July 29, 2006

Stretching the Defense

This Yglesias post strikes me as exactly right. This is why I think it can be a bad idea to engage politely with people who are advocating horrible things. Unfortunately, such people have an immense amount of power in the U.S. today.

Posted by Matt Weiner at July 29, 2006 11:06 AM

Wait, wait. If it's a bad idea (and I see you say it "can be" a bad idea) to engage politely with those people, are you implying it's a good idea to engage rudely/take up arms against them, or it's a good idea not to engage with them at all? I think as a philosopher you should advocate engaging with them civilly. And haven't you done so?

Posted by: Matt's mom at July 30, 2006 01:17 PM

Basically I agree with Fontana Labs on the national conversation. And Mark Kleiman. I think we should say, "You have just advocated genocide. You can't be serious. If you want a discussion, come back when you're serious."

Posted by: Matt Weiner at July 30, 2006 06:58 PM

See Yglesias's new post. Telling that in his new post Podhoretz uses the phrase "victory at all costs," an utterly absurd notion and one that he should already have disclaimed when he said that there are some things we're not willing to do.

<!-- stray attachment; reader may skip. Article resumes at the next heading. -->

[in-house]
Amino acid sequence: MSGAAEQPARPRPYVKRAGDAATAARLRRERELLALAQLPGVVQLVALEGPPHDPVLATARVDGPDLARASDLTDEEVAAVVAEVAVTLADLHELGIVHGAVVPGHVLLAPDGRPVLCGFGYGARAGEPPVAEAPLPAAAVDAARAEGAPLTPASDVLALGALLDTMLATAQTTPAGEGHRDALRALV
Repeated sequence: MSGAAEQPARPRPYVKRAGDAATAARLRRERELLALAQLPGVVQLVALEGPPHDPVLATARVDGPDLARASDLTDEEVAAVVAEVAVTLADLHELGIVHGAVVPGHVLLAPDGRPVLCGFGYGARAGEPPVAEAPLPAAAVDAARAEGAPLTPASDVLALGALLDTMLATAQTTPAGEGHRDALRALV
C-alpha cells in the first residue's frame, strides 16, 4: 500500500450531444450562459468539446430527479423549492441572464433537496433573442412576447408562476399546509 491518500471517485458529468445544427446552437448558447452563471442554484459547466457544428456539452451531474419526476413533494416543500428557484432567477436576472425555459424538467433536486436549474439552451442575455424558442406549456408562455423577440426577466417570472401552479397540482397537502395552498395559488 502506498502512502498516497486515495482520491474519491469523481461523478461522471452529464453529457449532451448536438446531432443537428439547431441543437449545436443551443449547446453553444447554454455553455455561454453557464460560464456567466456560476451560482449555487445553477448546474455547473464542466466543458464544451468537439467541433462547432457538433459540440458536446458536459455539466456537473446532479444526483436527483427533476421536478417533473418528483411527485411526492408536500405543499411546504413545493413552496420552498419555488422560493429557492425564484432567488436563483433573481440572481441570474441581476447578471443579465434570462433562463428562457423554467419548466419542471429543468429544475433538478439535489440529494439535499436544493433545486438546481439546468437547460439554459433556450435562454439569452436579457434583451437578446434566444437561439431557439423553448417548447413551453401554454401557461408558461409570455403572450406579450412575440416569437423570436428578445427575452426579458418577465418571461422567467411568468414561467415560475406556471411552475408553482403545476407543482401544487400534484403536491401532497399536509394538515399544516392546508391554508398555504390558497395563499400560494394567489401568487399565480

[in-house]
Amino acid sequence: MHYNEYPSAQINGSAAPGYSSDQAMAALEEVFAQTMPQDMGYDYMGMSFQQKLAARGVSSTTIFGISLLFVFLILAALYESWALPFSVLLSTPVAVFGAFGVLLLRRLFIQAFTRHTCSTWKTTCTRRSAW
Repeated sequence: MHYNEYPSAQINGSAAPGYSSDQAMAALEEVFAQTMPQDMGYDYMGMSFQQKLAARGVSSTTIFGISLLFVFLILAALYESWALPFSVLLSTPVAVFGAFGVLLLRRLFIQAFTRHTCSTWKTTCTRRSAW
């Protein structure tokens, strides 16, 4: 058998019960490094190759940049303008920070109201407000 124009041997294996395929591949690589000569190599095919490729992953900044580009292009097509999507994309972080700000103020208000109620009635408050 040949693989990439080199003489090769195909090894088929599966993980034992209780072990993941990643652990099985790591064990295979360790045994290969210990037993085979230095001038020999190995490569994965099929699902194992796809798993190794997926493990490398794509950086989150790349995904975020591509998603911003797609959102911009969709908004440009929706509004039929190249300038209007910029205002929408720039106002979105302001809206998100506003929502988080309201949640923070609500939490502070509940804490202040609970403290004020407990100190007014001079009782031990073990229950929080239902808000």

This reminds me of something Bernard Williams says in Ethics and the Limits of Philosophy, that we would not feel easy working with someone who (talking about a difficult business deal) says "Of course we should rule out from the beginning having our competitors murdered." Williams says that option should not have come into hand to be ruled out. The proper response to Podhoretz is, "You're still not serious. Come back when you're willing to talk about options we should actually take, instead of weaselling around about 'Marquis of Queensbury rules." Which is a decidedly inaccurate way to describe widespread torture, or driving an eighth of Lebanon's population from their homes." Perhaps with a few expletives thrown in.

Posted by: Matt Weiner at July 31, 2006 08:49 AM

Tangent: That very Marquess of Queensbury was the father of Alfred Douglas, Oscar Wilde's (harrumph) friend "Bosie," and so was responsible (along with Wilde himself) for ruining Wilde.

Posted by: Matt's mom at August 1, 2006 11:14 AM